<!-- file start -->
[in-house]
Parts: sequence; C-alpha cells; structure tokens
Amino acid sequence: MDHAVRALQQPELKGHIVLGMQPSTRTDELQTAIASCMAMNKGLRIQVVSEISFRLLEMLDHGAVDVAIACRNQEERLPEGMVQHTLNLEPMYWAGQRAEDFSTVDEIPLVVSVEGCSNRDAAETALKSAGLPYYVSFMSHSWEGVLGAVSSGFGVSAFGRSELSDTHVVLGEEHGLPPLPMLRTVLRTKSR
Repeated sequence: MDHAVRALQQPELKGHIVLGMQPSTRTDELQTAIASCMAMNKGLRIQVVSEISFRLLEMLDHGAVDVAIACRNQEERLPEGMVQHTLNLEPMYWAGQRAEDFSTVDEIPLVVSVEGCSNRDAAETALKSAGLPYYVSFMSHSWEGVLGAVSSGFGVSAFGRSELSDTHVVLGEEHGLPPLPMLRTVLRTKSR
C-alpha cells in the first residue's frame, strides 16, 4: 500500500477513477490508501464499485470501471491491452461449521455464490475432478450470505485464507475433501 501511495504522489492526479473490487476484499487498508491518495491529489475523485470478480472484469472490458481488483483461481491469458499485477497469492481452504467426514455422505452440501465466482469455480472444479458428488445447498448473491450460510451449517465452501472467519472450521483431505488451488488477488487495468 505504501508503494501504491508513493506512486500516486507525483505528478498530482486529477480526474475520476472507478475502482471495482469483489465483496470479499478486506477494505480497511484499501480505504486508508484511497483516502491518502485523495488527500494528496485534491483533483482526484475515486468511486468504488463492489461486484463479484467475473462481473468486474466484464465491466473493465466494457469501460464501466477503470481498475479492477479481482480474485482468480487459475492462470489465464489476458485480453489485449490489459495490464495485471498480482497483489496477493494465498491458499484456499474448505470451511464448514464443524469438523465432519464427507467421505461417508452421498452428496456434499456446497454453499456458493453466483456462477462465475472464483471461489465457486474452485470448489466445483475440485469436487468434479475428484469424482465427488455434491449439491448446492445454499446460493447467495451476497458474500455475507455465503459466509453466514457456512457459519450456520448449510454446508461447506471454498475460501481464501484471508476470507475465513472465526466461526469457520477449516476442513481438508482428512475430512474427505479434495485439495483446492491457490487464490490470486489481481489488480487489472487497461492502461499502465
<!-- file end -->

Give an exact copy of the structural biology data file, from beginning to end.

[in-house]
Parts: sequence; C-alpha cells; structure tokens
Amino acid sequence: MDHAVRALQQPELKGHIVLGMQPSTRTDELQTAIASCMAMNKGLRIQVVSEISFRLLEMLDHGAVDVAIACRNQEERLPEGMVQHTLNLEPMYWAGQRAEDFSTVDEIPLVVSVEGCSNRDAAETALKSAGLPYYVSFMSHSWEGVLGAVSSGFGVSAFGRSELSDTHVVLGEEHGLPPLPMLRTVLRTKSR
Repeated sequence: MDHAVRALQQPELKGHIVLGMQPSTRTDELQTAIASCMAMNKGLRIQVVSEISFRLLEMLDHGAVDVAIACRNQEERLPEGMVQHTLNLEPMYWAGQRAEDFSTVDEIPLVVSVEGCSNRDAAETALKSAGLPYYVSFMSHSWEGVLGAVSSGFGVSAFGRSELSDTHVVLGEEHGLPPLPMLRTVLRTKSR
C-alpha cells in the first residue's frame, strides 16, 4: 500500500477513477490508501464499485470501471491491452461449521455464490475432478450470505485464507475433501 501511495504522489492526479473490487476484499487498508491518495491529489475523485470478480472484469472490458481488483483461481491469458499485477497469492481452504467426514455422505452440501465466482469455480472444479458428488445447498448473491450460510451449517465452501472467519472450521483431505488451488488477488487495468 505504501508503494501504491508513493506512486500516486507525483505528478498530482486529477480526474475520476472507478475502482471495482469483489465483496470479499478486506477494505480497511484499501480505504486508508484511497483516502491518502485523495488527500494528496485534491483533483482526484475515486468511486468504488463492489461486484463479484467475473462481473468486474466484464465491466473493465466494457469501460464501466477503470481498475479492477479481482480474485482468480487459475492462470489465464489476458485480453489485449490489459495490464495485471498480482497483489496477493494465498491458499484456499474448505470451511464448514464443524469438523465432519464427507467421505461417508452421498452428496456434499456446497454453499456458493453466483456462477462465475472464483471461489465457486474452485470448489466445483475440485469436487468434479475428484469424482465427488455434491449439491448446492445454499446460493447467495451476497458474500455475507455465503459466509453466514457456512457459519450456520448449510454446508461447506471454498475460501481464501484471508476470507475465513472465526466461526469457520477449516476442513481438508482428512475430512474427505479434495485439495483446492491457490487464490490470486489481481489488480487489472487497461492502461499502465